Sunday, October 02, 2011

Canadian Book Challenge 5: Joshua Then and Now - Mordecai Richler

I like the idea of this book better than the actual book.  It's a comic novel done up like a mystery, but there are parts of it that feel so dated.  There is also a long middle section that feels interminable.

 Joshua Then and Now starts out promisingly:  Joshua Shapiro, a middle-aged Canadian TV journalist is recuperating from a serious accident, his wife has disappeared and he's just been outed because some tender and salacious love letters that he wrote to a young novelist 20 years before recently came to light and has been published.  He's being guarded from the nosy press by his father-in-law, a Montreal senator and his father, an ex-boxer turned loan shark heavy. But is Joshua inside upset and quivering?  No way!  He's  reading the old correspondence and laughing like crazy at the inventiveness of his side of it.  Also, what about those black silk panties the police detective sees him wearing a few days before the accident?

My favorite scenes in the book are with young Joshua and his unconventional family in 1930s and 40s Montreal.  His father is always having to go into hiding because of the nature of his work.  His mother has plans to embark on a career as a stripper, and she makes her debut at the party after Joshua's bar mitzvah.  In another amusing episode, Joshua's father attempts to simultaneously give him religious instruction and information about the facts of life during the Days of Awe.

 I also liked the parts about English financier Jack Trimble, who seems to have out-Gatsbyed Gatsby.  Joshua Shapiro regards him with loathing and Trimble seems to be the villain of the piece if you style it as a mystery but I couldn't help finding him interesting and having a bit of a soft spot for him.  Joshua and Trimble were alike because of their outsider status and dogged quests to settle old scores, so maybe Joshua was feeling a bit of self-revulsion.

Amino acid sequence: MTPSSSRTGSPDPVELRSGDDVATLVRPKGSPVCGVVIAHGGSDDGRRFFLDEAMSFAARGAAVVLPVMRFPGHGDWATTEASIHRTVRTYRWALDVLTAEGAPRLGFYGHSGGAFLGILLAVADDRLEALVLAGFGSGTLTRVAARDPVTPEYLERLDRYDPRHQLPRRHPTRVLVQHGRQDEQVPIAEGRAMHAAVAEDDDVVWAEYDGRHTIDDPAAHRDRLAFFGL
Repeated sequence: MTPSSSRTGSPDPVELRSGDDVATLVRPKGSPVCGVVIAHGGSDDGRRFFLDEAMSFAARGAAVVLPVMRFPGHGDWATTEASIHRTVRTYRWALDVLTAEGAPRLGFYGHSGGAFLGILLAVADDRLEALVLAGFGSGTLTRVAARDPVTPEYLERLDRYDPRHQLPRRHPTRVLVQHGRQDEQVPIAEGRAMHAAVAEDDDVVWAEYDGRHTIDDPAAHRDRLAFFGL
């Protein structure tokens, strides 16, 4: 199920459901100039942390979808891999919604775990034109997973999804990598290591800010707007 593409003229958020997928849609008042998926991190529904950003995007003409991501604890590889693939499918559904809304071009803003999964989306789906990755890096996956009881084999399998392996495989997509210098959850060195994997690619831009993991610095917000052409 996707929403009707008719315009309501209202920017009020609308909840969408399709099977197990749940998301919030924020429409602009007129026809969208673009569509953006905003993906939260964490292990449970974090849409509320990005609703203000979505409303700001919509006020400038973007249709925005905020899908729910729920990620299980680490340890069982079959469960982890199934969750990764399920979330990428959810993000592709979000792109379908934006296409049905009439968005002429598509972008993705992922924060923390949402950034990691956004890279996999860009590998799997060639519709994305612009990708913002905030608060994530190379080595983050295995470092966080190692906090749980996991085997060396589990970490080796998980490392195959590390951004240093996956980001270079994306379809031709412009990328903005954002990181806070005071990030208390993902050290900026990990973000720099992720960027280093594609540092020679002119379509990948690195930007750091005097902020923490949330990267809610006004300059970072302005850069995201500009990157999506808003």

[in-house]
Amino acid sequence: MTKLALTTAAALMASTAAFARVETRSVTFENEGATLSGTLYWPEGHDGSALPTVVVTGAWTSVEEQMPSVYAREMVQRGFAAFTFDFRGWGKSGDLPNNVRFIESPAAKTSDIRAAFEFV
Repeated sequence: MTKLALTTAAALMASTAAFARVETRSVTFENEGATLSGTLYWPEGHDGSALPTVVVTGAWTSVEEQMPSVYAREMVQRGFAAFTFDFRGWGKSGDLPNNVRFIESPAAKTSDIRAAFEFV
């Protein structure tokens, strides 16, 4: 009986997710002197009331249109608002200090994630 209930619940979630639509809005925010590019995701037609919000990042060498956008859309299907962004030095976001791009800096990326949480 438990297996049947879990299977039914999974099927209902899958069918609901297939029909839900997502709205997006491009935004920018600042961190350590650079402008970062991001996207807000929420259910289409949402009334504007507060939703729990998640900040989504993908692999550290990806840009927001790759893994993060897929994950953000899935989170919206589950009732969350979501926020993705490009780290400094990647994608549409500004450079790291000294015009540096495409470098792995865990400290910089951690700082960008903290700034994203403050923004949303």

I usually love this kind of novel because it makes me feel smart because I have to keep track of the jumpy timeline and the characters, but this book made me cranky.  I think it's because too large of a section of the novel is set during Joshua's adult years in the 1970s where he's spending time with his wife's crowd, a bunch of decadent WASP-y types.  I was having flashbacks to my Harold Robbins-reading days.  By the time Joshua revisits Spain (the 1950s experience and its 1970s followup are crammed together confusingly), I was starting not to care and merely soldiered on to the end.  I would have dropped this book into the DNF file without a moment's thought if I hadn't wanted to rack up some Canadian points for the challenge.

I don't recommend this book, but I would really like to see the 1985 film version with James Woods as Joshua and Alan Arkin as his father.  Richler adapted his own novel for the screen.  I wonder if he kept the same storytelling device.  Aside from the excellent casting, the movie can't help but be better than the book if only because Richler had to trim a lot of his original bloated excess.

Even though I didn't care for Joshua Then and Now, you can't kill my love, Mordecai Richler!   I have plans to both read and watch Barney's Version.


John Mutford said...

I've been there! Not with this particular book, as I've still not read it, but I've been there.

I loved, loved, loved Barney's Version, however.

Steven Page said...

Honest. Good.

Carrie K said...

I liked Harold Robbins. Should I not re-read him? Because it's been awhile. Possibly since he was on the best seller pages.

Joshua Then and Now does sound a wee bit fun though. If I skim the middle.